Digital healthcare leaders have welcomed the government’s £2.1bn commitment to NHS IT in today’s budget but said further detail is needed on how the funding will be spent.
Chancellor Rishi Sunak confirmed the funding for IT upgrades and digital health technology in today’s (October 27) budget.
The funding will cover “innovative use of digital technology so hospitals and other care organisations are as connected and efficient as possible”.
The NHS IT funding forms part of a wider £5.9billion capital funding to help the NHS clear the record high backlog of patient’s waiting for treatment, invest in new equipment such as MRIs and CT machines, and invest in IT upgrades such as faster broadband.
Matt Cox, managing director of Better in the UK and Ireland, said: “We await the detailed guidance of how the additional £2.1bn tech funding will be spent but I hope that, as we have seen with past capital funding, it isn’t wasted on solutions that create more vendor lock-in.
“Nor do I hope it’s a catalyst for further conversations around a national one-size-fits-all platform. Instead, I encourage trusts to instigate a widespread innovative data-centric approach, enabling an eco-system of user centred applications built on open platforms.”
David Hancock, healthcare executive advisor at InterSystems, said funds need to be focused on “improving productivity and patient safety”.
“The pressure points are the actual treating of patients, so perhaps the first area of focus should not be diagnostics and imaging, which has been discussed recently, but rather speeding up patient flow from admission to treatment to discharge.
“This includes unplanned admissions through ambulances and A&E. At the heart of this, we need solutions that are interoperable – there must be safe and effective sharing of information between systems which improve productivity and patient safety.”
Hancock warned the NHS may not need capital expenditure and that upgrades to digital technology and IT will still incur running costs.
“Any discussion on digital technology investment must be prefaced with the type of investment that is provided. This is especially as much more IT is being bought as a subscription service from public and private cloud providers.”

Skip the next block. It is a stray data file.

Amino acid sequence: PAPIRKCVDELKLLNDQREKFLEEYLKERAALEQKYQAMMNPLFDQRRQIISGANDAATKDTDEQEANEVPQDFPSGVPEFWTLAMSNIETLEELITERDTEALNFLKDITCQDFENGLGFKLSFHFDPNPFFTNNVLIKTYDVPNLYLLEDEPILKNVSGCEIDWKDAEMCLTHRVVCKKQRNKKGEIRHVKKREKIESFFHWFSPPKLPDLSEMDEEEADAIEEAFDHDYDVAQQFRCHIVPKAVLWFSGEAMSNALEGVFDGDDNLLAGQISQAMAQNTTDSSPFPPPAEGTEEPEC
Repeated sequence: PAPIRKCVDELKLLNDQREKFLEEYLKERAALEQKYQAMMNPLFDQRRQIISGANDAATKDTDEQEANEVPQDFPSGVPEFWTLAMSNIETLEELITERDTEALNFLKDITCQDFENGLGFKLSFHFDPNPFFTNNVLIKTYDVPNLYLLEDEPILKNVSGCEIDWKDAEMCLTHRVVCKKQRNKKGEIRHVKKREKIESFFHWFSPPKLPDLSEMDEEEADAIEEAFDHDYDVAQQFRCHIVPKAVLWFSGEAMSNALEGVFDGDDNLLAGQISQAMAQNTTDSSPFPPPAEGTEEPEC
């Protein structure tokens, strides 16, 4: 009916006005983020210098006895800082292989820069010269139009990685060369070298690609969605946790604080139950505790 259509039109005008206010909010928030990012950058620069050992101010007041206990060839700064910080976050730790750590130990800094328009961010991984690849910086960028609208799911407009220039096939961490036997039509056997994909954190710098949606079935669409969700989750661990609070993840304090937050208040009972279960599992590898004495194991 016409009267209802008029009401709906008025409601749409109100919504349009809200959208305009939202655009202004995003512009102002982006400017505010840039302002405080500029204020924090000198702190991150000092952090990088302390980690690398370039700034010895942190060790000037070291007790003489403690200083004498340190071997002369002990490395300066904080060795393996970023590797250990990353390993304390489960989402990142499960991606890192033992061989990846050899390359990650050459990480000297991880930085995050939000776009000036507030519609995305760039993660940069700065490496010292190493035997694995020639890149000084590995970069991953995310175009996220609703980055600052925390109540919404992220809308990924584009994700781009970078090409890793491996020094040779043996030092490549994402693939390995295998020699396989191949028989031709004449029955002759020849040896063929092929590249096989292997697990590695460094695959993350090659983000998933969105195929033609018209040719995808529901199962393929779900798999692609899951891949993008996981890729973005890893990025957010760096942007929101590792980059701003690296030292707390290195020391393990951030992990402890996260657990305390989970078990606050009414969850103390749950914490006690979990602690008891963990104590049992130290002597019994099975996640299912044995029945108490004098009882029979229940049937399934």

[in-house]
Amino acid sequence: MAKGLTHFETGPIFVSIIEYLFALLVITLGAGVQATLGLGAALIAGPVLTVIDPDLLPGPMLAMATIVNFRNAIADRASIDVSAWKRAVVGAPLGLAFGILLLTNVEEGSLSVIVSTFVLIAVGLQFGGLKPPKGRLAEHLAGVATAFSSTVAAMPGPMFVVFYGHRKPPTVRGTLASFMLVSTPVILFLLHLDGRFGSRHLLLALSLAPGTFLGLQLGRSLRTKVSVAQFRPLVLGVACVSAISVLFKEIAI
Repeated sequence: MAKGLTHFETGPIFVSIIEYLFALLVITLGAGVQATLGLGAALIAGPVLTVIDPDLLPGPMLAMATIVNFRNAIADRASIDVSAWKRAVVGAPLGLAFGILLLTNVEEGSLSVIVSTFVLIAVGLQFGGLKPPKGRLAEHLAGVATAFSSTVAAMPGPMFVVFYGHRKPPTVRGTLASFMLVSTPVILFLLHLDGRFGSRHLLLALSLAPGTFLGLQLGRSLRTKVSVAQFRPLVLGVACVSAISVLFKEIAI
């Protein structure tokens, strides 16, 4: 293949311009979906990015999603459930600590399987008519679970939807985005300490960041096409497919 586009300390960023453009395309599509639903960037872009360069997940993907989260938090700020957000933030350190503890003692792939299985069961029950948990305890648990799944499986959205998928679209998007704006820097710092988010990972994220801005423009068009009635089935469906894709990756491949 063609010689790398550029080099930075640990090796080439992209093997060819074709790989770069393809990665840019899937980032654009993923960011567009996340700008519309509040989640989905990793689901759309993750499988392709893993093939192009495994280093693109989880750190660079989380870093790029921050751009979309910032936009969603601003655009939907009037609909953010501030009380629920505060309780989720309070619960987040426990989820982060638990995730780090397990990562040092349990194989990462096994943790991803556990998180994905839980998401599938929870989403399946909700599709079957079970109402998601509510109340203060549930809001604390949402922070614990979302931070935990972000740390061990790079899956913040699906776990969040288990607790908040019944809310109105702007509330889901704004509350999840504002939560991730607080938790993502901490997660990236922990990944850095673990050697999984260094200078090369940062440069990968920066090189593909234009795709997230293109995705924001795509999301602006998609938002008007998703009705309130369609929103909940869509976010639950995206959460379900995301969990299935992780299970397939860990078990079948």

Hancock’s and Cox’s comments were echoed by Andy Meiner, managing director and chief commercial officer of Silverlink, who said the funding needed to be supported by investment in infrastructure and people.
“The additional funding will only take the service so far if it isn’t supported by similar investment in other infrastructure, people, and crucially social care capacity,” he said.
“I see the bottlenecks in the system, which mean patients end up readmitted to hospital due to the lack of capacity in community and social care. The investment in the basics, that still, many care providers need, must release efficiencies in the whole system if it is going to have the impact desired.
“That means integrated clinical and non-clinical systems that make it easy for carers, whatever the setting, to share information for the benefit of the patient.”
Avoid ‘use it or lose it’
Other leaders expressed concern trusts would be pressured to “use it or lose it”.
Rachel Murphy, chief executive of Difrent, said: “While any new additional funding for the NHS is welcome, the current lack of detail surrounding how this latest tech funding will be provided, shared, and managed is concerning.
“The digital transformation seen in the last 18 months has been largely reliant on agile software-as-a-service solutions to longstanding problems.
“The £2.1bn capital funding won’t help sustain this, nor will it help accelerate the transition to cloud-based technology; instead, I fear trusts will be pressured to ‘use it or lose it’ and short-term decisions will be made as a result.”
Invest in digital triage
Dr Murray Ellender, practicing GP and co-founder of eConsult said the “only way” to provide better patient experience in the NHS is to invest in digital triage.
“Whilst it’s positive news that £2.1bn has been earmarked for ‘improving IT and digital technology’, the only way to give the patients who need it a better and more direct route to care is by investing in digital triage.
“By investing in triaging the needs of patients at the beginning of their healthcare journeys into general practice, A&E or outpatients, we can get patients to the right clinician, at the right time, first time and every time. This will create a digital eco-system for patients, improving patient outcomes and driving efficiency throughout the system.
“Of course, cash injections like these may help with easing the immediate blow, but our healthcare system desperately requires a careful overhaul. Part of this means extra budget into assistive technologies intended to free up resources by empowering the clinician to focus on delivering more effective and efficient healthcare journeys for the patient, and to spot the early signs of potentially critical conditions, fast-tracking those patients to the right point of care.”
Dr Ellender recently spoke to Digital Health about the pressures facing GPs during the pandemic, and whether technology had added to their workloads. You can read the feature here.